e d g e - education for disability and gender equity


1 Work
2 Energy
3 Momentum
4 Center of Gravity


More Information about Force & Motion

Physicists/Scientists with Disabilities

Wheelchair Building


Amusement Park Physics - Annenberg/CPB Exhibits -

Junior Academy of Science of St. Louis
- Interactive Physics -
- Newton's Laws of Motion -

Demonstration of Mass - http://solomon.physics.sc.edu/~tedeschi/demo/demo4.html

Dr. Ken Cullers, Blind physicist - http://businessweek.com/bwdaily/dnflash/may2001/nf20010516_176.htm

Albert Einstein, Mathematician/Physicist with dyslexia - http://www.skolor.lund.se/lerback/it/Dyslexi/AlbertEinstein.htm

John Gardner, Blind physicist - http://cgi.cnn.com/TECH/9511/new_braille/

Stephen Hawking, Physicist with ALS - http://www.hawking.org.uk/

Ralf Hotchkiss - Engineer with SCI & Founder of Whirlwind Wheelchairs - http://whirlwind.sfsu.edu/general_info/news_articles/new_lives/new_lives1.html

Scott Stoffel, deaf-blind engineer - http://www.temple.edu/news_media/pm532.html


  • Potential (POT): the energy possessed by an object because of its height above the ground. The amount of potential energy possessed by an object depends on its mass and its height. A wheelchair is pushed to the top of a tall hill, giving it a large quantity of potential energy.
  • Kinetic (K): the energy possessed by an object because of its motion. All moving objects have kinetic energy. The amount of kinetic energy depends upon the mass and speed of the object. A person in a wheelchair has a lot of kinetic energy if she is moving fast and has a lot of mass. In general, the kinetic energy of a wheelchair rider is at a maximum when the rider reaches the bottom of a slope.
  • Mechanical: The energy acquired by the objects when work is done to them.
  • Elastic: Mechanical energy that an object possesses due to its stretched position (elastic potential energy).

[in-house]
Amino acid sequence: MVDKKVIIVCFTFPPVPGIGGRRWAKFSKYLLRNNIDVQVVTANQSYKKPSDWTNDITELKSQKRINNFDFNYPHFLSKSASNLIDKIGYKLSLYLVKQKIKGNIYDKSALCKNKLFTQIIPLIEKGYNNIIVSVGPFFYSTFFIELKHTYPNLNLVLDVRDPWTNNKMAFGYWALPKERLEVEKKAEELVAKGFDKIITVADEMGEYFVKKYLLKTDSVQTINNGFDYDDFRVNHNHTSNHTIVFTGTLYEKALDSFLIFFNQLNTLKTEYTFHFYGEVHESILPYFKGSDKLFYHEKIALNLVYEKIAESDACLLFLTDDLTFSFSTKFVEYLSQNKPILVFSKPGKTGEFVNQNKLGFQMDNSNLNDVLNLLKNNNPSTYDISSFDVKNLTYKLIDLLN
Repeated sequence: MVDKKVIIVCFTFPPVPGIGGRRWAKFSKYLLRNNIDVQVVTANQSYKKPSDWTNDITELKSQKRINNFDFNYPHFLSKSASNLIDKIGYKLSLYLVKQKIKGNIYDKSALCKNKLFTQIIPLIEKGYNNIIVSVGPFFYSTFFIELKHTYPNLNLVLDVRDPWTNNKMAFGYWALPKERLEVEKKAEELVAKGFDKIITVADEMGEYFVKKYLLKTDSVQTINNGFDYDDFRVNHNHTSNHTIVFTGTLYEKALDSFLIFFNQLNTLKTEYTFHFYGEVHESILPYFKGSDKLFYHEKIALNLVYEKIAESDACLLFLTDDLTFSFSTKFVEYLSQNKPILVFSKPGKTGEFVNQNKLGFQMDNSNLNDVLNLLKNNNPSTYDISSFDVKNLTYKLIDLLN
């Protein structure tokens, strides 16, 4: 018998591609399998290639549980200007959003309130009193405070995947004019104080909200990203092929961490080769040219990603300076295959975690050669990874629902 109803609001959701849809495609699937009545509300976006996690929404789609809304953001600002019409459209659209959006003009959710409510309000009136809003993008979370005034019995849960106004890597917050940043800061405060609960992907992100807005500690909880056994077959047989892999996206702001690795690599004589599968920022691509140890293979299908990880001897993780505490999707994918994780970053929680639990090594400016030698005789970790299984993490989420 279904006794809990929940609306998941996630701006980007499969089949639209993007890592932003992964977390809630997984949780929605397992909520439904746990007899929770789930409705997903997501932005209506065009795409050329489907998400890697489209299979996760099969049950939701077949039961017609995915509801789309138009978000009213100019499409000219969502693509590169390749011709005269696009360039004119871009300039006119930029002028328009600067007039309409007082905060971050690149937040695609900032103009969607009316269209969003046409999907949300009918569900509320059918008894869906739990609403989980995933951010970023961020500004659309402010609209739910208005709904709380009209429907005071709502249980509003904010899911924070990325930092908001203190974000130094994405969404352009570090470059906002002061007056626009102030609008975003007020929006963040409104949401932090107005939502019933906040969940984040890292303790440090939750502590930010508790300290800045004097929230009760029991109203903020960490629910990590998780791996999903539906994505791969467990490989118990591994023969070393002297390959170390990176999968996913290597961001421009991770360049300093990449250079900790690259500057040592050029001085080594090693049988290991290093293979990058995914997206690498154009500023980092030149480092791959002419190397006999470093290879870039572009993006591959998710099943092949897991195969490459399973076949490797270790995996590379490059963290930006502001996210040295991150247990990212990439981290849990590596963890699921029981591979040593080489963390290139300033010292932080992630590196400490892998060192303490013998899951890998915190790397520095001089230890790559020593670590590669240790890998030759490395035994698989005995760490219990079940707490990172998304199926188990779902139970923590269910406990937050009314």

• Gravitational: Mechanical energy that an object possesses due to its vertical position above the ground (gravitational potential energy).

FORCE (F): A force is a push or a pull on any object. All types of forces can be categorized as contact forces or as action-at-a-distance forces. The force of gravity, electrical forces, and magnetic forces are classic examples of forces which exist between two objects even when they are not physically touching.

MASS (M): The mass of an object is a measurement of the amount of material in a substance. Mass refers to how much "stuff" is there. Elephants are very massive, since they contain a lot of "stuff."

MOMENTUM: Momentum pertains to the quantity of motion that an object possesses. Any mass that is in motion has momentum. In fact, momentum depends upon mass and velocity, or in other words, the amount of "stuff" that is moving and how fast the "stuff" is moving. A train of roller coaster cars moving at a high speed has a lot of momentum. A tennis ball moving at a high speed has less momentum. And the building you are in, despite its large mass, has no momentum since it is at rest.

WORK (W): A force acting upon an object to cause a movement.

Newton's First Law of Motion
An object at rest or in uniform motion in a straight line will remain at rest or in the same uniform motion unless acted upon by an unbalanced force. This is also known as the law of inertia.

Newton's Second Law of Motion
The acceleration of an object is directly proportional to the total unbalanced force exerted on the object, and is inversely proportional to the mass of the object (in other words, as mass increases, the acceleration has to decrease). The acceleration of an object moves in the same direction as the total force. This is also known as the law of acceleration.

Newton's Third Law of Motion
If one object exerts a force on a second object, the second object exerts a force equal in magnitude and opposite in direction on the object body. This is also known as the law of interaction.

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